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Northrop Grumman proposes lunar rover for Artemis program

An illustration of Northrop Grumman's Lunar Terrain Vehicle rover design it is proposing for NASA's Artemis program. Credit: Northrop Grumman

An illustration of Northrop Grumman’s Lunar Terrain Vehicle rover design it is proposing for NASA’s Artemis program. Credit: Northrop Grumman

A team of companies led by Northrop Grumman has put forth a proposal for an astronaut-driven lunar rover for the agency’s Artemis Moon program.

Earlier this year, NASA asked American companies for input on approaches for surface transportation at the Moon’s south pole by proposing a Lunar Terrain Vehicle, LTV, which would be used for multiple Artemis missions over at least 10 years.

“Most people do a lot of research before buying a car,” said Nathan Howard, project manager for the LTV at NASA’s Johnson Space Center via an Aug. 31, 2021, news release. “We’re doing extensive research for a modern space vehicle that will be provided by industry. As we plan for long-term exploration of the Moon, the LTV won’t be your grandfather’s Moon Buggy used during the Apollo missions.”

The Artemis program LTV will need to operate in extreme environments, drive autonomously, surviving long cold lunar nights and have an open, unenclosed design so astronauts can drive on the Moon while in their spacesuits.

NASA expects the design will incorporate advances in electric vehicle capabilities and be able to transport cargo as well as crew.

Recently, Northrop Grumman, in partnership with ALV, Intuitive Machines, Lunar Outpost and Michelin, proposed an LTV design that can support human and robotic exploration of the Moon’s surface and on to Mars.

The company said the team brings flight-proven technologies and expertise, including navigation, avionics, mission planning, system training and storage solutions.

A rendering of several lunar rovers on the Moon's surface at the proposed Artemis Base Camp at the lunar south pole. Credit: Northrop Grumman

A rendering of several lunar rovers on the Moon’s surface at the proposed Artemis Base Camp at the lunar south pole. Credit: Northrop Grumman

“Together with our teammates, we will provide NASA with an agile and affordable vehicle design to greatly enhance human and robotic exploration of the lunar surface to further enable a sustainable human presence on the Moon and, ultimately, Mars,” said Steve Krein, vice president of civil and commercial space, tactical space systems division at Northrop Grumman in a company press release on Nov. 16.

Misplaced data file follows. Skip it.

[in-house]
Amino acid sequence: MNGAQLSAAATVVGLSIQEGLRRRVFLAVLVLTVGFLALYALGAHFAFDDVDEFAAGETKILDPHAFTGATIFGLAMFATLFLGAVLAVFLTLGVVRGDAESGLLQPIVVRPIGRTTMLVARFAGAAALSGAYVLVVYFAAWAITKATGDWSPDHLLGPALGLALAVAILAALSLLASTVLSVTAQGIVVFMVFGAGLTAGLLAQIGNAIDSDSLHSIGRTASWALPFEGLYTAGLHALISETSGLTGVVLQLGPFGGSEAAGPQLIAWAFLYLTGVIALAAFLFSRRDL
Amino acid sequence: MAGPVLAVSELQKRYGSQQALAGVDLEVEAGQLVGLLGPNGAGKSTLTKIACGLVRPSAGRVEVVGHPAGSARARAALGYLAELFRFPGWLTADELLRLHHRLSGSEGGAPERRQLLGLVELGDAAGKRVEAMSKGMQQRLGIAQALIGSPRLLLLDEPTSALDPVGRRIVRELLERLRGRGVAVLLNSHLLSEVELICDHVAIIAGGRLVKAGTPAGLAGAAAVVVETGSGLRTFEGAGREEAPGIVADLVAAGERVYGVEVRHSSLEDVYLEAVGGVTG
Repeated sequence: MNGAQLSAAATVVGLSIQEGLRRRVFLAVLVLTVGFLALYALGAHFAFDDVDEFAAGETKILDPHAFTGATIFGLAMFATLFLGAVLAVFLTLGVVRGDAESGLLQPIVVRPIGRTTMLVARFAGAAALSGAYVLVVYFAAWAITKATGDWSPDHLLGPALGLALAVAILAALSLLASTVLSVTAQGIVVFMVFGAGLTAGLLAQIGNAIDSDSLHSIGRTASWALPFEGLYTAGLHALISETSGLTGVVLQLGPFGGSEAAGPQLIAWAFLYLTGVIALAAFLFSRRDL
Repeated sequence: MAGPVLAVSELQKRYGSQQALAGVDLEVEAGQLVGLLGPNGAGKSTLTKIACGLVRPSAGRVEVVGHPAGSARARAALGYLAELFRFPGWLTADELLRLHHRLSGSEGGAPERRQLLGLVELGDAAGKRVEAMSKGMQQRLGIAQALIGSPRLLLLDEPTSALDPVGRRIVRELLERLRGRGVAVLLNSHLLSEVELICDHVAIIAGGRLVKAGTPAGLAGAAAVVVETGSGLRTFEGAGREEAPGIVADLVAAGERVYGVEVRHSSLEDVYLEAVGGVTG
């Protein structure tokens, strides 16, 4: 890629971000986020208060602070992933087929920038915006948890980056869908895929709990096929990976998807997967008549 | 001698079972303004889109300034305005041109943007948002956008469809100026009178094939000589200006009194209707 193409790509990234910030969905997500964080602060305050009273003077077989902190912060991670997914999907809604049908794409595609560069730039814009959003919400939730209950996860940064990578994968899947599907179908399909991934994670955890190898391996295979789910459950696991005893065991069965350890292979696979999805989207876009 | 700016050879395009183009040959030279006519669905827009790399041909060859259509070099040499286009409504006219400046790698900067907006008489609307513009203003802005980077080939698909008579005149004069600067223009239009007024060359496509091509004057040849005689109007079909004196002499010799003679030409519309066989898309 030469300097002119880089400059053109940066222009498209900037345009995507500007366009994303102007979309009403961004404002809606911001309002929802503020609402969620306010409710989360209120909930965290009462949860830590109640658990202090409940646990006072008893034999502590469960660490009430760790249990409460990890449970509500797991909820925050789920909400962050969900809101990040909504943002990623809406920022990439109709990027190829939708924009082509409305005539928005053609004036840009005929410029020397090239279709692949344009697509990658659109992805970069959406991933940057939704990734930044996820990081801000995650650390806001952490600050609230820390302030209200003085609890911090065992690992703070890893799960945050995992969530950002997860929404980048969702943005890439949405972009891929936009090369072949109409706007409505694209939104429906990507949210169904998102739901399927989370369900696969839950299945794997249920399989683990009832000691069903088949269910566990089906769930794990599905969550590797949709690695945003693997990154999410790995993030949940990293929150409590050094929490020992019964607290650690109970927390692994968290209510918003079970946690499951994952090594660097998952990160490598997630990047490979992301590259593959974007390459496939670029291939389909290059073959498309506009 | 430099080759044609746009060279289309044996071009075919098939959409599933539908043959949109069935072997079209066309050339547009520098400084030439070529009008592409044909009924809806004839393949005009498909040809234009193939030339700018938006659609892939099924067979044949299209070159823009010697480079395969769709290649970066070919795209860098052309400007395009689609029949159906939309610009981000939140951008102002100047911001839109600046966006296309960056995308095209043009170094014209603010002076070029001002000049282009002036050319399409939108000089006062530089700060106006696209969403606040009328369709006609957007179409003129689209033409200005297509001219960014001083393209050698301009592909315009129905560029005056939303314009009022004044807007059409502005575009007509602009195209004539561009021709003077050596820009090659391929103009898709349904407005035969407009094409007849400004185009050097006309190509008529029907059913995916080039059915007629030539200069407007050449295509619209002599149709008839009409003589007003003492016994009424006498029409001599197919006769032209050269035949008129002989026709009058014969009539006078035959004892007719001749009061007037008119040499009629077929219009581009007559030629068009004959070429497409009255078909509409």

Intuitive Machines is a supplier of space services and goods, with previous expertise obtained through the development of NASA’s Commercial Lunar Payload Services. The company is expected to contribute by developing the Nova-D lander, which is expected to be capable of delivering up to 1,100 pounds (500 kilograms) of payload to the Moon’s surface.

AVL has expertise in electrical drive solutions, autonomous driving development, simulation and testing of propulsion systems as a leader in the advancement of battery systems. The company can also contribute with the build of specific tools and technology needed to enable the LTV to operate successfully off Earth.

Lunar Outpost is expected to help resolve unique challenges the spacecraft may encounter by mobility platforms on the lunar surface by providing dust mitigation and thermal technologies and through the company’s line of planetary rover products.

Michelin, meanwhile, is charged with delivering an airless tire design for the LTV, drawing on the company’s previous experiences with NASA.

Northrop Grumman has a deep heritage of contributions to space exploration including contributions to the Apollo program, the Cygnus spacecraft, and the Habitat and Logistics Outpost module for the Lunar Gateway, which itself is part of the Artemis program.

Video courtesy of Northrop Grumman


Theresa Cross grew up on the Space Coast. It’s only natural that she would develop a passion for anything “Space” and its exploration. During these formative years, she also discovered that she possessed a talent and love for defining the unique quirks and intricacies that exist in mankind, nature, and machines. Hailing from a family of photographers—including her father and her son, Theresa herself started documenting her world through pictures at a very early age. As an adult, she now exhibits an innate photographic ability to combine what appeals to her heart and her love of technology to deliver a diversified approach to her work and artistic presentations. Theresa has a background in water chemistry, fluid dynamics, and industrial utility.

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